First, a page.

Now that the FileMaker Data API has been officially released (with FileMaker 17), it is time to share an update on Tableau-to-FileMaker integration. I originally wrote about integrating Tableau and FileMaker to create a match made in data heaven. I’ll also be speaking on “FileMaker + Tableau” at FileMaker DevCon 2018.
I’m always excited each time the FileMaker Platform gets new capabilities. It isn’t just the new features on their own that make things interesting, but what happens to the platform as a whole which provides for some interesting and inspiring innovations. In this case, it is a new way to do transactional record editing in FileMaker. This is the first in a multi-part series on this topic.
Continue reading “How Transactional is the FileMaker Data API?”
One of the most exciting new features of FileMaker 17 isn’t part of the product, technically: it’s a command line function called the Data Migration Tool. You invoke it from the terminal, but don’t let that fool you. This is a uniquely powerful tool, one that honors the pitfalls of developing in a hosted, high-trafficked app — finally.
The Data Migration Tool allows you to merge two files, so you can develop in an offline copy and then migrate the live system into your improved app. Migration includes user accounts, value lists, serial numbers and of course data, all at once.
Continue reading “FileMaker Data Migration Tool – New Ways To Code In Complex Environments”
In looking back at our initial approach to logging FileMaker PSoS (Perform Script on Server) activity, I reflect back on a number of times where this has been extremely helpful. If you have come to rely on the benefits of PSoS then you also know some of its challenges — one of the biggest is debugging and monitoring how long sessions take.
Since FileMaker 16 introduced JSON, in new systems we’ve switched over to using JSON as the main way of exchanging data for parameters. Because we also use PSoS in new systems, we updated our method for PSoS Logging and this blog entry talks about the changes we made there and also restates the usefulness of this log.
Continue reading “Logging PSoS Activity: Episode III – Return of the JSON”
Last year when I wrote this blog post we were talking about FileMaker 16 and the Data API being in beta. Now that FileMaker 17 has officially been released and along with it the the Data API is out of beta and is a version 1.0. An important change to note is that if you were using Tableau to connect to your your Data using the Web Data Connector using FileMaker 16, then I am sure that you have heard about the release of FileMaker 17. Hopefully you will be upgrading soon to continue using these 2 solutions together. Two other important things to mention is. First, the Data API with FieMaker 16 will stop functioning.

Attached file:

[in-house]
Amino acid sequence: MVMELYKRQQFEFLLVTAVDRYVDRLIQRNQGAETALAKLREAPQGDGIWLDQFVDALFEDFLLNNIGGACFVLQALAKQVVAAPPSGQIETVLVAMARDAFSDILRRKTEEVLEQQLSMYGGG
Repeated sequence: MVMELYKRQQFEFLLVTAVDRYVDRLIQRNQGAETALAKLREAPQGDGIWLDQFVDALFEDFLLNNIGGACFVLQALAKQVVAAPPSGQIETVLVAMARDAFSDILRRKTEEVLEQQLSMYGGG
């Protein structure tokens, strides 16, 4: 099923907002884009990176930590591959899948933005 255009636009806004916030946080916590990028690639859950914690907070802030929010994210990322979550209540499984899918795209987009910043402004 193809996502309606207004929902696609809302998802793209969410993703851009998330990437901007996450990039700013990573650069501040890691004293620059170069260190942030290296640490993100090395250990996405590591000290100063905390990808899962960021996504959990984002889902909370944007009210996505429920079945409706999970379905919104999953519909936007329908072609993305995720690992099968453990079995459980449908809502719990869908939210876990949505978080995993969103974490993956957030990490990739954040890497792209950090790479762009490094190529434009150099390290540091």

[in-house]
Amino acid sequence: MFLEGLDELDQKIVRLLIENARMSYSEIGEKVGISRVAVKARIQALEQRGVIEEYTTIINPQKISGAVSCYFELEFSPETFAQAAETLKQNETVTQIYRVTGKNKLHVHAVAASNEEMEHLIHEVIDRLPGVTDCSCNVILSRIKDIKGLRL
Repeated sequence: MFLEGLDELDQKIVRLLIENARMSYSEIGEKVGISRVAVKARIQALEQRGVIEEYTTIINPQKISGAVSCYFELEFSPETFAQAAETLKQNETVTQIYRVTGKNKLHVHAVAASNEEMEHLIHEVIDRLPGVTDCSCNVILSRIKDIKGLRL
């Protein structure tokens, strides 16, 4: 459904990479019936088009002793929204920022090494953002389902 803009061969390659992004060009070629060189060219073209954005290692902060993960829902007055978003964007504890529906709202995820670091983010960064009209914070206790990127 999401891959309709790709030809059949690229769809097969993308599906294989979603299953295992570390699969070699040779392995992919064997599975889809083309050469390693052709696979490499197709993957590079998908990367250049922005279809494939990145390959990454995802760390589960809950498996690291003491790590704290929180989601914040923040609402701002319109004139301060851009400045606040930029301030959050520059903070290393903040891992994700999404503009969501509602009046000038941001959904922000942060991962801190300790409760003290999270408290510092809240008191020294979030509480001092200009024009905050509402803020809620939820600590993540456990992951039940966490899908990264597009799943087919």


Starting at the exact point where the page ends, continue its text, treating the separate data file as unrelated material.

The FileMaker Data API (Trial) License will expire on September 27, 2018.
The second import item is that the url has changed so when you establish your connection with Tableau you’ll need to be sure to use the correct url. They have included a version number in it to future proof it.
Also wanted to mention that over the course of the last year Tableau also made some significant additions and improvements that are worth checking out and getting upgraded.
It’s here and I feel like I have to tell the whole world… which is what I am doing! Now that FileMaker 16 is officially announced, there are lots of exciting things to talk about that are now possible. I think one of the most powerful new features that have been introduced in version 16 is the capability to integrate with other applications or services. There is so much to talk about what now becomes possible with FileMaker and other services/applications.
Highlighting insight, performance and collaboration
Wow! InspectorPro 6 is finally here. Can’t even believe it. It was such a massive undertaking. Lots of great new things and many improvements. Really proud of this release. In the immortal words of the late Steve Jobs… “This is our best version ever”.
The Lesson of Context
One of the first lessons I learned with FileMaker is that of context! Layouts, reports, calculations, scripts, and so on all act from the perspective of a single Table Occurrence (TO) — the “context” — pulling in data from related tables as needed.
Generally, the record set being acted on is the set of records in that context table occurrence or a found subset thereof. There are a few exceptions to this, however, and today we’re going to explore one of those.
A few years ago, I worked on a FileMaker project where the client told us that every week they need to import about 7,000 rows of data that represent some information that this company uses. And every week there might be some modified records, some records that don’t show up any longer, and some new records that hadn’t already existed. For this example, let’s just call it this data “Products”.